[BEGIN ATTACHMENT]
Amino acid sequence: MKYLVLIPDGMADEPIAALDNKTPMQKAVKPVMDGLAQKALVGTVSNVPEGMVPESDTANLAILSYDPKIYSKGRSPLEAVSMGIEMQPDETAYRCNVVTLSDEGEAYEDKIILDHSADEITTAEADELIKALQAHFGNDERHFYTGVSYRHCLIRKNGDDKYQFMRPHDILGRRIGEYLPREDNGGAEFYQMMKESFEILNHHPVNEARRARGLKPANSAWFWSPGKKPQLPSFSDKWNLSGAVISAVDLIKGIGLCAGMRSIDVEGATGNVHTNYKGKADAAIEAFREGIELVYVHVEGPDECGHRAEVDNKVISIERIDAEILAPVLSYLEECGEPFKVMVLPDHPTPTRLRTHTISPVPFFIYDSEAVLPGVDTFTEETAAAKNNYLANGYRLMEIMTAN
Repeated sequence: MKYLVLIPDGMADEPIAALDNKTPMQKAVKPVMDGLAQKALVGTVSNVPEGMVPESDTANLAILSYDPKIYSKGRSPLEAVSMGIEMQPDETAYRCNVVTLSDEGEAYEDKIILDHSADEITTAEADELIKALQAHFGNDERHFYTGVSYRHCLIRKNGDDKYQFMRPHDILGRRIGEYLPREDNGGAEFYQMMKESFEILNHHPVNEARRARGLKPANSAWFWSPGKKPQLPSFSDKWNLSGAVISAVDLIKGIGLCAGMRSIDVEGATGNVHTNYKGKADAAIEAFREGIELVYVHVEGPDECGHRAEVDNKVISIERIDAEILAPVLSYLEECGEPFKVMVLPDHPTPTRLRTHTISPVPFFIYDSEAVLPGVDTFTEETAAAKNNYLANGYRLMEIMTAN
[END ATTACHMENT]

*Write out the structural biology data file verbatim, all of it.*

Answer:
Amino acid sequence: MKYLVLIPDGMADEPIAALDNKTPMQKAVKPVMDGLAQKALVGTVSNVPEGMVPESDTANLAILSYDPKIYSKGRSPLEAVSMGIEMQPDETAYRCNVVTLSDEGEAYEDKIILDHSADEITTAEADELIKALQAHFGNDERHFYTGVSYRHCLIRKNGDDKYQFMRPHDILGRRIGEYLPREDNGGAEFYQMMKESFEILNHHPVNEARRARGLKPANSAWFWSPGKKPQLPSFSDKWNLSGAVISAVDLIKGIGLCAGMRSIDVEGATGNVHTNYKGKADAAIEAFREGIELVYVHVEGPDECGHRAEVDNKVISIERIDAEILAPVLSYLEECGEPFKVMVLPDHPTPTRLRTHTISPVPFFIYDSEAVLPGVDTFTEETAAAKNNYLANGYRLMEIMTAN
Repeated sequence: MKYLVLIPDGMADEPIAALDNKTPMQKAVKPVMDGLAQKALVGTVSNVPEGMVPESDTANLAILSYDPKIYSKGRSPLEAVSMGIEMQPDETAYRCNVVTLSDEGEAYEDKIILDHSADEITTAEADELIKALQAHFGNDERHFYTGVSYRHCLIRKNGDDKYQFMRPHDILGRRIGEYLPREDNGGAEFYQMMKESFEILNHHPVNEARRARGLKPANSAWFWSPGKKPQLPSFSDKWNLSGAVISAVDLIKGIGLCAGMRSIDVEGATGNVHTNYKGKADAAIEAFREGIELVYVHVEGPDECGHRAEVDNKVISIERIDAEILAPVLSYLEECGEPFKVMVLPDHPTPTRLRTHTISPVPFFIYDSEAVLPGVDTFTEETAAAKNNYLANGYRLMEIMTAN